London Gazette - fourth supplement



London Gazette - fourth supplement


Announcement of award of Victoria cross to Acting Squadron Leader Robert Antony Maurice Palmer DFC (115772) RAFVR (missing). Gives some of his operational history and describes actions leading to award.



Temporal Coverage




One page of printed newspaper


This content is available under a CC BY-NC 4.0 International license (Creative Commons Attribution-NonCommercial 4.0). It has been published ‘as is’ and may contain inaccuracies or culturally inappropriate references that do not necessarily reflect the official policy or position of the University of Lincoln or the International Bomber Command Centre. For more information, visit and





Numb. 36997 [Coat of Arms] 1593

The London Gazette
Of TUESDAY, the 20th of MARCH, 1945

Published by Authority

[italics] Registered as a newspaper [/italics]

FRIDAY, 23 MARCH, 1945

[italics] Air Ministry, 23rd March, [/italics] 1945.

The KING has been graciously pleased to confer the VICTORIA CROSS on the under-mentioned officer in recognition of most conspicuous bravery:-

Acting Squadron Leader Robert Anthony Maurice PALMER, D.F.C. (115772), R.A.F.V.R., 109 Squadron (Missing).

This officer has completed 110 bombing missions. Most of them involved deep penetration of heavily defended territory; many were low-level "marking" operations against vital targets; all were executed with tenacity, high courage and great accuracy.

He first went on operations in January, 1941. He took part in the first 1,000 bomber raid against Cologne in 1942. He was one of the first pilots to drop a 4,000 lb. bomb on the Reich. It was known that he could be relied on to press home his attack whatever the opposition and to bomb with great accuracy. He was always selected, therefore, to take part in special operations against vital targets.

The finest example of his courage and determination was on 23rd December, 1944, when he led a formation of Lancasters to attack the marshalling yards at Cologne in daylight. He had the task of marking the target and his formation had been ordered to bomb as soon as the bombs had gone from his, the leading aircraft.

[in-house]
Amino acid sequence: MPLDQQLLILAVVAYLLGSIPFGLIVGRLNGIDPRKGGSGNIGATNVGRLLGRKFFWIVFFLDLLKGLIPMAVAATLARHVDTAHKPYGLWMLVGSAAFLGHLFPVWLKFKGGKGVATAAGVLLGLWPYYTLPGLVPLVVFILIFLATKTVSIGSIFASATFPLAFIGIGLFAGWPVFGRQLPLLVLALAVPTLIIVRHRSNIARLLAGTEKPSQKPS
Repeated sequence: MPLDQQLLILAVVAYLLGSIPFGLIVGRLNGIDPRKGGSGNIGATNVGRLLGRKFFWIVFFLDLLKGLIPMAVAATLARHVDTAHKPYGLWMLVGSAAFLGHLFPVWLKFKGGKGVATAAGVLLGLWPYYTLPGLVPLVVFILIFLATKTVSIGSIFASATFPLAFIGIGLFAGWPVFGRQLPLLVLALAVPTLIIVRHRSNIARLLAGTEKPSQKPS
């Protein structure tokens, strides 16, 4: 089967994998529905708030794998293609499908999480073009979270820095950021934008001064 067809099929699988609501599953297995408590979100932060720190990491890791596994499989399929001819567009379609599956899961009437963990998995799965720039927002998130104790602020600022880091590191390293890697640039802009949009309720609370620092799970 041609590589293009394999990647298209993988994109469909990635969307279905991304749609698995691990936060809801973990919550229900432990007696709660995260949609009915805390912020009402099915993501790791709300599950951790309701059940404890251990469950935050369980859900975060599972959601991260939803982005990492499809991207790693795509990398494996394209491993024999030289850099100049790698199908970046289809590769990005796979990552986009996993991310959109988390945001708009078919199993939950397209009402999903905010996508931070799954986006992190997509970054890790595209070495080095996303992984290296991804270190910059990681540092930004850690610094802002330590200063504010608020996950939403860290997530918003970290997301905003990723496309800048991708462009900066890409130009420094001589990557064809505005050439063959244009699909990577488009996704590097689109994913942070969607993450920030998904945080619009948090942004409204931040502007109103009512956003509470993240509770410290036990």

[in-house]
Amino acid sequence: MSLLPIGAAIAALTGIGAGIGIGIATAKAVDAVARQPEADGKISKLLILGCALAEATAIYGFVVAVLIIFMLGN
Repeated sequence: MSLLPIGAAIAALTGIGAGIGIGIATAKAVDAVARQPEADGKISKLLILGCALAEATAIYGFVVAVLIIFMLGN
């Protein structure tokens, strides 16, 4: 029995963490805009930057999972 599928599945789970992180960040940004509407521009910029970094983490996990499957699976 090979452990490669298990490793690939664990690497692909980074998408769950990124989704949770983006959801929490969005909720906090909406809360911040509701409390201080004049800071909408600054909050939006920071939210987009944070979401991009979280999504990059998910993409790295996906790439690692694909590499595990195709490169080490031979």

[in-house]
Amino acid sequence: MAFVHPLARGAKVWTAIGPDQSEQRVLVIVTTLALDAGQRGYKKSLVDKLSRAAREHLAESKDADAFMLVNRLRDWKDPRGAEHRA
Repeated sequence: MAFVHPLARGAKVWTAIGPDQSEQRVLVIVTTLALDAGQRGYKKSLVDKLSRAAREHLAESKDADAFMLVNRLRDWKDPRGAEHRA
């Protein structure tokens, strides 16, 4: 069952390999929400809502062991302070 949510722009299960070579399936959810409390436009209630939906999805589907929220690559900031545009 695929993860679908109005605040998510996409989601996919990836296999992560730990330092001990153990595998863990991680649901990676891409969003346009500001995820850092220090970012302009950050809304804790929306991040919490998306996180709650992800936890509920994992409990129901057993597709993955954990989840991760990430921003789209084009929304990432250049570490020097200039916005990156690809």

The leader's duties during the final bombing run were exacting and demanded coolness and resolution. To achieve accuracy he would have to fly at an exact height and air speed on a steady course, regardless of opposition.

Some minutes before the target was reached, his aircraft came under heavy anti-aircraft fire, shells burst all around, two engines were set on fire and there were flames and smoke in the nose and in the bomb bay.

Enemy fighters now attacked in force. Squadron Leader Palmer disdained the possibility of taking avoiding action. He knew that if he diverged the least bit from his course, he would be unable to utilise the special equipment to the best advantage. He was determined to complete the run and provide an accurate and easily seen aiming-point for the other bombers. He ignored the double risk of fire and explosion in his aircraft and kept on. With its engines developing unequal power, an immense effort was needed to keep the damaged aircraft on a straight course. Nevertheless, he made a perfect approach and his bombs hit the target.

His aircraft was last seen spiralling to earth in flames. Such was the strength of the opposition that more than half of his formation failed to return.

Squadron Leader Palmer was an outstanding pilot. He displayed conspicuous bravery. His record of prolonged and heroic endeavour is beyond praise.


[italics] St. James's Palace, S.W.1. 23rd March, 1945. [/italics]

The KING has been graciously pleased to approve the award of the British Empire Medal (Military Division) to the undermentioned:-

1601271 Sergeant Richard Peter Sutton, Royal Air Force Volunteer Reserve.

One night in February, 1943, Sergeant Sutton was the mid-upper gunner of a Lancaster aircraft engaged in an attack on Turin. During the return flight engine trouble developed. The aircraft crashed in the French Alps, and the pilot was thrown out of the aircraft. The wreckage caught fire and burned furiously. Sergeant Sutton succeeded in rescuing one member of the crew however and then, despite the heat and exploding fuel tanks, he entered the aircraft, clambered over the main spar to the pilot's cockpit and dragged out the unconscious wireless operator. Sergeant Sutton displayed great courage and disregard of his own safety and undoubtedly saved the lives of two of his companions.


“London Gazette - fourth supplement,” IBCC Digital Archive, accessed June 21, 2024,

Item Relations

This item has no relations.